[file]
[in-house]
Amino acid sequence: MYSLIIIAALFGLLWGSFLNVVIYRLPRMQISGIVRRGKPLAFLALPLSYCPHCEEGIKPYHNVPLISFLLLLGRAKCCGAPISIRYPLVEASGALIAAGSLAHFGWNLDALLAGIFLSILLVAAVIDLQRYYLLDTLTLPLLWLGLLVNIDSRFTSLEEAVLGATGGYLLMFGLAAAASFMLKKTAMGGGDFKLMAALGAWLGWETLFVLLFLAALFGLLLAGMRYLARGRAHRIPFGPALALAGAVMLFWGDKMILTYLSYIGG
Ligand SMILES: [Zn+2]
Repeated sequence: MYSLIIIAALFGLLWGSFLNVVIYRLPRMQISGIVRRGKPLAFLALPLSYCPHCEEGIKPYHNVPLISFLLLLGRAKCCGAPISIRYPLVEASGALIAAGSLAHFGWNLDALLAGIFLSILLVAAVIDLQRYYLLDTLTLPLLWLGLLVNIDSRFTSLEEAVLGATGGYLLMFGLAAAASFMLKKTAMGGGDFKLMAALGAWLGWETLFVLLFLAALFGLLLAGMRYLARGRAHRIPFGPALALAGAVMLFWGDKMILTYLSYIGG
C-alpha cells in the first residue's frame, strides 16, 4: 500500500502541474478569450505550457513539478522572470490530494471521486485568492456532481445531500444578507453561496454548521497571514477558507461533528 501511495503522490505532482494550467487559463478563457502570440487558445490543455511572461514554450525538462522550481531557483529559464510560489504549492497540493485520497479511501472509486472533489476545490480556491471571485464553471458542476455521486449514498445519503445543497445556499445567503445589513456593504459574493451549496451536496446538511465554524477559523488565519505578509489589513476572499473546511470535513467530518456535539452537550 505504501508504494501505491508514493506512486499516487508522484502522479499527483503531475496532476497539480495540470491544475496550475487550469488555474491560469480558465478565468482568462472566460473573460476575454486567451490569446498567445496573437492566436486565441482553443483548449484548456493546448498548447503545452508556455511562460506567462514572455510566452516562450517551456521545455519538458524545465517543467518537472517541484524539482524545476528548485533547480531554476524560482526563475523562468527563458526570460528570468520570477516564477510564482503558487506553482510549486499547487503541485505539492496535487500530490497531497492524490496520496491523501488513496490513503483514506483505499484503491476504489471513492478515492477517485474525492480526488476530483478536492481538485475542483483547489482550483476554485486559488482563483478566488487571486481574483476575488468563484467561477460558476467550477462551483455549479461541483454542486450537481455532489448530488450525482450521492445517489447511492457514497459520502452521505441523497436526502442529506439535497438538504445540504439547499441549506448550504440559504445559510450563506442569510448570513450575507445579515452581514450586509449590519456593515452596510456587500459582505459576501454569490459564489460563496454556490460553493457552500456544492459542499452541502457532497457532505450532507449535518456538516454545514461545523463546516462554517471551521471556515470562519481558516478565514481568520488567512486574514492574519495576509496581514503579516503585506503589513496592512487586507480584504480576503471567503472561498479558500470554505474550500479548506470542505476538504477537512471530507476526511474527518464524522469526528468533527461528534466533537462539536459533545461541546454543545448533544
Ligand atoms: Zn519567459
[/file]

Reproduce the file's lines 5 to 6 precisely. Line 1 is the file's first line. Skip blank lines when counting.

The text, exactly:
C-alpha cells in the first residue's frame, strides 16, 4: 500500500502541474478569450505550457513539478522572470490530494471521486485568492456532481445531500444578507453561496454548521497571514477558507461533528 501511495503522490505532482494550467487559463478563457502570440487558445490543455511572461514554450525538462522550481531557483529559464510560489504549492497540493485520497479511501472509486472533489476545490480556491471571485464553471458542476455521486449514498445519503445543497445556499445567503445589513456593504459574493451549496451536496446538511465554524477559523488565519505578509489589513476572499473546511470535513467530518456535539452537550 505504501508504494501505491508514493506512486499516487508522484502522479499527483503531475496532476497539480495540470491544475496550475487550469488555474491560469480558465478565468482568462472566460473573460476575454486567451490569446498567445496573437492566436486565441482553443483548449484548456493546448498548447503545452508556455511562460506567462514572455510566452516562450517551456521545455519538458524545465517543467518537472517541484524539482524545476528548485533547480531554476524560482526563475523562468527563458526570460528570468520570477516564477510564482503558487506553482510549486499547487503541485505539492496535487500530490497531497492524490496520496491523501488513496490513503483514506483505499484503491476504489471513492478515492477517485474525492480526488476530483478536492481538485475542483483547489482550483476554485486559488482563483478566488487571486481574483476575488468563484467561477460558476467550477462551483455549479461541483454542486450537481455532489448530488450525482450521492445517489447511492457514497459520502452521505441523497436526502442529506439535497438538504445540504439547499441549506448550504440559504445559510450563506442569510448570513450575507445579515452581514450586509449590519456593515452596510456587500459582505459576501454569490459564489460563496454556490460553493457552500456544492459542499452541502457532497457532505450532507449535518456538516454545514461545523463546516462554517471551521471556515470562519481558516478565514481568520488567512486574514492574519495576509496581514503579516503585506503589513496592512487586507480584504480576503471567503472561498479558500470554505474550500479548506470542505476538504477537512471530507476526511474527518464524522469526528468533527461528534466533537462539536459533545461541546454543545448533544
Ligand atoms: Zn519567459